Archive for the ‘Uncategorized’ Category

A Versailles update

The restoration of the Palace is an ongoing project, and the Art Tribune (a highly recommended read, listed in my blogroll) informs us of the acquisition for over 3 million dollars of a Savonnerie carpet (left) ordered by Louis XV for the Royal Chapel. From the same source, an article on the restoration of the […]

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Tres Riches Heures du Duc de Berry Purification of the Virgin

La Chandeleur, Candlemas

This day, second of February, is la Chandeleur, know in English as Candlemas, or the Purification of Mary. It celebrates the Blessed Virgin’s ritual purification, forty days after the birth of Jesus, and the redemption of the first-born according to Jewish law. To illustrate this post, a miniature from what may be the most beautiful […]

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Execution of Louis XVI

On this day in 1793 died on the guillotine Louis XVI. I recommend Elena’s post at Tea at Trianon. On this engraving you can recognize the Place de la Révolution, formerly Place Louis XV (whose equestrian statue used to stand on the empty pedestal) nowadays Place de la Concorde.

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Pantheon St Genevieve watching over Paris

Sainte Geneviève, patroness of Paris

Elena at Tea at Trianon has a post on Sainte Geneviève, whose feast we celebrate today. To illustrate this entry, I chose a painting by Puvis de Chavannes at the Panthéon, probably the most unfairly ignored landmark in Paris (by locals and tourists alike, I must say.) Originally intended by Louis XV as a church […]

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Children of the Revolution: the French, 1799-1914, by Robert Gildea

I hasten to say that I haven’t read this book yet. But I received one of those unsolicited Amazon emails informing me of its publication (crafty Amazon seems to have figured out that I have an interest in the French Revolution!) I also came across this review on the Christian Science Monitor book blog, which […]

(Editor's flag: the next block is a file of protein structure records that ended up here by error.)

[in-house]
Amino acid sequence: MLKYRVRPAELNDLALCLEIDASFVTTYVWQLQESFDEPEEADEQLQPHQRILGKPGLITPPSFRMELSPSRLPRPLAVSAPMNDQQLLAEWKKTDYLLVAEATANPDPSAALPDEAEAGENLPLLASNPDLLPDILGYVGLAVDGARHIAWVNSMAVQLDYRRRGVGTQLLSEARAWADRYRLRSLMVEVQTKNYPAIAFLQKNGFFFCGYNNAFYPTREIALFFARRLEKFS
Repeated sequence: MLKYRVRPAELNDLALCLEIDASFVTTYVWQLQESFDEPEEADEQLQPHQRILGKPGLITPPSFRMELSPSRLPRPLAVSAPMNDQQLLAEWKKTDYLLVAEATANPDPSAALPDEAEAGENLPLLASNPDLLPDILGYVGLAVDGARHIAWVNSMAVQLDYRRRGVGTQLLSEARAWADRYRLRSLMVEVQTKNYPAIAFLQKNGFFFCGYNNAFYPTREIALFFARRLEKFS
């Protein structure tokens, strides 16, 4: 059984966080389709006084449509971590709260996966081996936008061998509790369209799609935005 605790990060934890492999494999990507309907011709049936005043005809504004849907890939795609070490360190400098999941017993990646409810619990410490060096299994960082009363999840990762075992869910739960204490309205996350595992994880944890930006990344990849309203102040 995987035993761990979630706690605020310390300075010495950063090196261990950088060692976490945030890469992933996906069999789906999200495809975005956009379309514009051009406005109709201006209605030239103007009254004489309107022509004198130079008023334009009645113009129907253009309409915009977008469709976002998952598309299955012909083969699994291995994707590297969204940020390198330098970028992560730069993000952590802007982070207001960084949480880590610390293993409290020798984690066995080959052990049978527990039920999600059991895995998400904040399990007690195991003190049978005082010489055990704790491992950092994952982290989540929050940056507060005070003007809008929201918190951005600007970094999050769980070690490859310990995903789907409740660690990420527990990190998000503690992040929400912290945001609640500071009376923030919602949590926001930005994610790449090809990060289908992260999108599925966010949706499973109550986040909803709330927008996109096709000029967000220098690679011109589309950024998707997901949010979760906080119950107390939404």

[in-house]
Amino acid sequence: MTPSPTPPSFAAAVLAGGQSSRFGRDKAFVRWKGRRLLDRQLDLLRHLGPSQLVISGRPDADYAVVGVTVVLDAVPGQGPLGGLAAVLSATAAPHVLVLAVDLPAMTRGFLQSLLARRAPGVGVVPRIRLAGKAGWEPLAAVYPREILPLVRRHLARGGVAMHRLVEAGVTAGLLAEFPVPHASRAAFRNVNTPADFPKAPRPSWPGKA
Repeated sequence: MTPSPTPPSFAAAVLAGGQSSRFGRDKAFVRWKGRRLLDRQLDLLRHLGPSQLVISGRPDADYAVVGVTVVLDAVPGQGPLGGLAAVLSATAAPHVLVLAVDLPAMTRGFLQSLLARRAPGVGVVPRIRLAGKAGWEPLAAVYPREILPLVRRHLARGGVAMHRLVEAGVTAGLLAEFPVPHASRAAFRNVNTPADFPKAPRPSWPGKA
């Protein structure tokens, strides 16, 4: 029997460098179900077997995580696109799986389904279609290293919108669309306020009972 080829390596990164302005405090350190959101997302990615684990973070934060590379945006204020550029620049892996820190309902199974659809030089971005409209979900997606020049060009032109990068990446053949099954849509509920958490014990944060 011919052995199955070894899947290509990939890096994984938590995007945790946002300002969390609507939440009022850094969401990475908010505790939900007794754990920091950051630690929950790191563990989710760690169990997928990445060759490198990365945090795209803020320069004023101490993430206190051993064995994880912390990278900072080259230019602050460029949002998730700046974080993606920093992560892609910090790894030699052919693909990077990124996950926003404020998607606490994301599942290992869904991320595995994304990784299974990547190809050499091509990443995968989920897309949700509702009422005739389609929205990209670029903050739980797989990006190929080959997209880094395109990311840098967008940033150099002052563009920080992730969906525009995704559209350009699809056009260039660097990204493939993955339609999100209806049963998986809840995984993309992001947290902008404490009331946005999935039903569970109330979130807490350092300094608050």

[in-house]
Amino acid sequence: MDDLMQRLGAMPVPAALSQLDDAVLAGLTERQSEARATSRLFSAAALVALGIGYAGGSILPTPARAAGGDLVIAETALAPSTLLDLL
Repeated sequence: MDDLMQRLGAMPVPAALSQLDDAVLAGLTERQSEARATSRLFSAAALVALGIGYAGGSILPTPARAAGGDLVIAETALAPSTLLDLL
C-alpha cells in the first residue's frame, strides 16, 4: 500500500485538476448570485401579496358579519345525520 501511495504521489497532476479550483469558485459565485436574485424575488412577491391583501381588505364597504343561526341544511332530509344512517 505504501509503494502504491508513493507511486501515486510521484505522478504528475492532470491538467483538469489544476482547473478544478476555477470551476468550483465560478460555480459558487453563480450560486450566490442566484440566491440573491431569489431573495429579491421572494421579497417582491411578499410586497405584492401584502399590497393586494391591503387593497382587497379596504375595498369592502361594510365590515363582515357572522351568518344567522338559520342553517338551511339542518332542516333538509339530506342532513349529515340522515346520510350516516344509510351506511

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18th century French midwife diploma

Childbirth in the 17th and 18th centuries

Holly Tucker at Wonders and Marvels posted a great entry on early midwifery. I also call your attention to her other post, not for the faint of heart, on C-sections before anesthesia. It is estimated that, in the 17th and 18th centuries, one woman out of two died in childbirth. Staggering. How could it not […]

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The Hemingses of Monticello, by Annette Gordon-Reed

I had heard of this book through Elena at Tea at Trianon and wanted to order it, when I happened upon a piece by the author in The Root, titled Sally Hemings and me. Professor Gordon-Reed, who teaches law at New York Law School and history at Rutgers University, writes: It was particularly fascinating to […]

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Madame de Tourzel

Another great post by Elena at Tea at Trianon on the Marquise (later Duchess) de Tourzel, who became governess to the royal children after the emigration of Madame de Polignac following the storming of the Bastille. Elena reminds us that Marie-Antoinette wrote the Marquise on that occasion: “I entrusted my children to friendship. I entrust […]

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The Duchess, by Amanda Foreman: first impressions

I want to finish Amanda Foreman‘s biography of Georgiana, Duchess of Devonshire, before watching the upcoming film starring Keira Knightley. I will post a series of mini-reviews on the book as I read it. First I should note that Ms. Foreman shines in her depiction of the ton, a French word that designates the world […]

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The Black Tower, by Louis Bayard, and an upcoming interview of the author

I am always on the lookout for French-themed historical fiction. So when I heard of The Black Tower by Louis Bayard, I knew I had to read the novel. The setting is 1818 Paris. The Bourbons have been unsteadily restored to the throne of France after the successive upheavals of the Revolution and Napoleon’s reign. […]

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